It is interesting how many people do not know what we Catholics believe; that when Jesus said “This is my Body…and This is my Blood” at the Last Supper, he actually meant it. We Catholics know this so well, that too often we take it for granted; and so this Feast of Corpus Christi, that we now celebrate on a Sunday here in England, is a vivid reminder to us all of how wonderful this is. What is even more amazing about all this is that what we see doesn’t change. We still see bread and wine, indeed from a physical point of view it still is bread and wine; and yet its inner reality has been changed by the prayers and actions of the priest, and it really is (at a deeper level than sight or sense) the Body and Blood of Christ.
But today I want to take us on a stage further than this by looking at our slightly strange 2nd Reading from the Letter to the Hebrews (9:11-15) To understand it we really need to read more than this text that we have been given today. The writer wants to make sure we understand who this Jesus is that we are meeting in Holy Communion. For yes we receive Jesus who died on the cross for us 2000 years ago, but also through Jesus, we receive a link with heaven itself. For when the writer says that Christ has entered the sanctuary, he is talking about the sanctuary that is heaven. He is reminding us that this Jesus who died as a man on the cross, is also God bringing our humanity through death and into eternal life. As Jesus says “Whoever eats my flesh and drinks my blood has eternal life, and I will raise him up on the last day.” (John 6:54) So when we are linked to Christ at the Mass we are also linked to the glory and the mystery of being present with God beyond time and space. Holy Communion therefore, the Blessed Sacrament, is a window into heaven.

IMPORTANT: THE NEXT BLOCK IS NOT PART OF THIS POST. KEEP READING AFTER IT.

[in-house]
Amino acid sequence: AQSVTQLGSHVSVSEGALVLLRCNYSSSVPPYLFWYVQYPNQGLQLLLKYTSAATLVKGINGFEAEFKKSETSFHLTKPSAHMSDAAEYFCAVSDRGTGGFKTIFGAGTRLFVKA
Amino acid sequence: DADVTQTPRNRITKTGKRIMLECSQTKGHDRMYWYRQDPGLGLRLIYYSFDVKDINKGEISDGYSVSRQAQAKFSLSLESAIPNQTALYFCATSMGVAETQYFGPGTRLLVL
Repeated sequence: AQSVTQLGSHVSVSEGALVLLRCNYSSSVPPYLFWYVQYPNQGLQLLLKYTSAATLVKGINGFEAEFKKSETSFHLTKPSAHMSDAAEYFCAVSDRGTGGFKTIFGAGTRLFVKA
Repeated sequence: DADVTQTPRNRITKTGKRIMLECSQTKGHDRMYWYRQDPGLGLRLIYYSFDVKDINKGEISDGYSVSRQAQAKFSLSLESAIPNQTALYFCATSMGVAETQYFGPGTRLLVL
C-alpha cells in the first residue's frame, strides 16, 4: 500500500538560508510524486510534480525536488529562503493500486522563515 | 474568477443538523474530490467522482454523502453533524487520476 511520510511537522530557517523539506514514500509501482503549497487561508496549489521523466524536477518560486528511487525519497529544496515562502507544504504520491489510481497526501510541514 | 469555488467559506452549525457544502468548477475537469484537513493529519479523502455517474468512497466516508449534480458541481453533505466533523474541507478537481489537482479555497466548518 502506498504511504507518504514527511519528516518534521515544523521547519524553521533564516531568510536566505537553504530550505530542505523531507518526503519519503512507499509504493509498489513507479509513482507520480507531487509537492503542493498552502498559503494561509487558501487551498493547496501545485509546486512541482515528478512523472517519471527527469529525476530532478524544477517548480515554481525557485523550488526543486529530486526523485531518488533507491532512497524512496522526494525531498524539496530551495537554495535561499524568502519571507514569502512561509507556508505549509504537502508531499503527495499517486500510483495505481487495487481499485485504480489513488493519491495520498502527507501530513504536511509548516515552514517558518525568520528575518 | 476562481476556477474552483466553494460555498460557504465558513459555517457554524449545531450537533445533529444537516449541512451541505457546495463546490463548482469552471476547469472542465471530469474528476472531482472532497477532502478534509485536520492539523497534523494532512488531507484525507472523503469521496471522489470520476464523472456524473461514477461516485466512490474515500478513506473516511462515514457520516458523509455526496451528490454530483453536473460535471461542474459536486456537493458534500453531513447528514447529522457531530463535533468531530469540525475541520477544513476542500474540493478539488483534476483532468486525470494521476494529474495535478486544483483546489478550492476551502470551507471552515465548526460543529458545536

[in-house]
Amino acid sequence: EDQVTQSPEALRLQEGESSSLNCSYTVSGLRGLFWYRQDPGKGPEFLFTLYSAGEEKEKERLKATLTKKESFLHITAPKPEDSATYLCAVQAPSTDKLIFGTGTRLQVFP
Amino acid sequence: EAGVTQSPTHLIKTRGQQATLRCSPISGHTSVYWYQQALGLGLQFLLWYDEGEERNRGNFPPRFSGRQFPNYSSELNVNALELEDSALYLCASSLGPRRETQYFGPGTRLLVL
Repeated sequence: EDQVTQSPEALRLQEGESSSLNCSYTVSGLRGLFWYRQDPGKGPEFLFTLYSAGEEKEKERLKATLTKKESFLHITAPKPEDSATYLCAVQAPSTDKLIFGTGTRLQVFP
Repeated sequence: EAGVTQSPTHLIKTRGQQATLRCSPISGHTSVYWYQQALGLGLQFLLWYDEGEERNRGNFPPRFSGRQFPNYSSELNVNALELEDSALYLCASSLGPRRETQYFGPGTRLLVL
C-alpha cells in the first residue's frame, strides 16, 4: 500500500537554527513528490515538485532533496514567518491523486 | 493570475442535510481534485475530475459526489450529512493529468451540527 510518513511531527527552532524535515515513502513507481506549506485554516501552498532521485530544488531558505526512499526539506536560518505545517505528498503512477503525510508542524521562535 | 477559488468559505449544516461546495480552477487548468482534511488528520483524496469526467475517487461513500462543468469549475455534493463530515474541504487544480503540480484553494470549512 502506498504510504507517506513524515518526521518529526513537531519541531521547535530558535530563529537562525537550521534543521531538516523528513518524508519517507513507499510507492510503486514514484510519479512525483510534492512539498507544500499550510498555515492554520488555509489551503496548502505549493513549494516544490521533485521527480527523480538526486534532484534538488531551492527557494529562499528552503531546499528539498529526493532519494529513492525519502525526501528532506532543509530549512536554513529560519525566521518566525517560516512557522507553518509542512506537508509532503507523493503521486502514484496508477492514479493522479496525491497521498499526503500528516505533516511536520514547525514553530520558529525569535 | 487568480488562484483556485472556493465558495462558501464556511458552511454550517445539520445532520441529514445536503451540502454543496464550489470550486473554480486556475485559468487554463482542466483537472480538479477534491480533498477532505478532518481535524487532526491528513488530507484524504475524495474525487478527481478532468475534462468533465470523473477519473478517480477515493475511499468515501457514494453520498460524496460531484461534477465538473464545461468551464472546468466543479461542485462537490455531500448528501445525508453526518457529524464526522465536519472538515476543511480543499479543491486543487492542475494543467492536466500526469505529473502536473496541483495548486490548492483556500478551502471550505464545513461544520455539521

So lets remind ourselves again today that here at Mass we are meeting God in all his glory. Our problem is that deep down we expect God in his glory to be rather more exciting and overwhelming than this thing we do every Sunday. We priests are probably more liable to do this than you are, as we say Mass every day, taking this very ordinary bread into our hands, and saying words that are so familiar that we can almost say them in our sleep. St Gregory the Great actually warned his priests about this, and told them to think and pray about what they are doing before they start doing it, which is why most priests try for at least a few moments of quiet in the Sacristy before Mass starts. It’s also why we encourage people to get to Mass a bit before it starts, or if you cannot do that to prepare for Mass back home, even the night before.
Here at St Peter’s some of us gather in my house on Thursday nights and look at the Bible readings together for this very purpose. This is a drop-in session so you do not have to be a regular to drop in and join in when you are free to do so. Anyway the point is that we all need to find some way or another of really appreciating what we are actually doing and who we are actually meeting when we come to Mass.
The point is that the sacrifice of Jesus on the cross, the sacrifice of this man for others, may look like an event in history, for so it is, but is actually a deeper reality, what we might call a spiritual reality which takes place in the heart of heaven itself. You could say therefore that receiving Holy Communion is a bit like looking at one of those Russian dolls. On the surface it appears to be just one doll, but it opens up to reveal another doll, and then another, until finally you get to the real doll in the centre.
So on the outside we have the original animal sacrifices as described in the 1st Reading. Within that we have the sacrifice which is the Mass, but that in its turn is but the outward sign of the one sacrificial offering of Jesus, and then that, as I have been explaining, links us to the glory of God himself pouring out his love for us.
Actually, by the way, what we say about the Blessed Sacrament we also say about all life. Everything in the world that is good reflects the mystery and presence of God, and we humans are an essential part of that mystery which is why we treat every single person as precious and in a way irreplaceable.
So today at the end of Mass we will take the Blessed Sacrament around in Procession and you will kneel to venerate not just a little piece of bread, but the mystery that it conveys – God’s presence in his world and his sacrificial love for all of us – now and into eternity.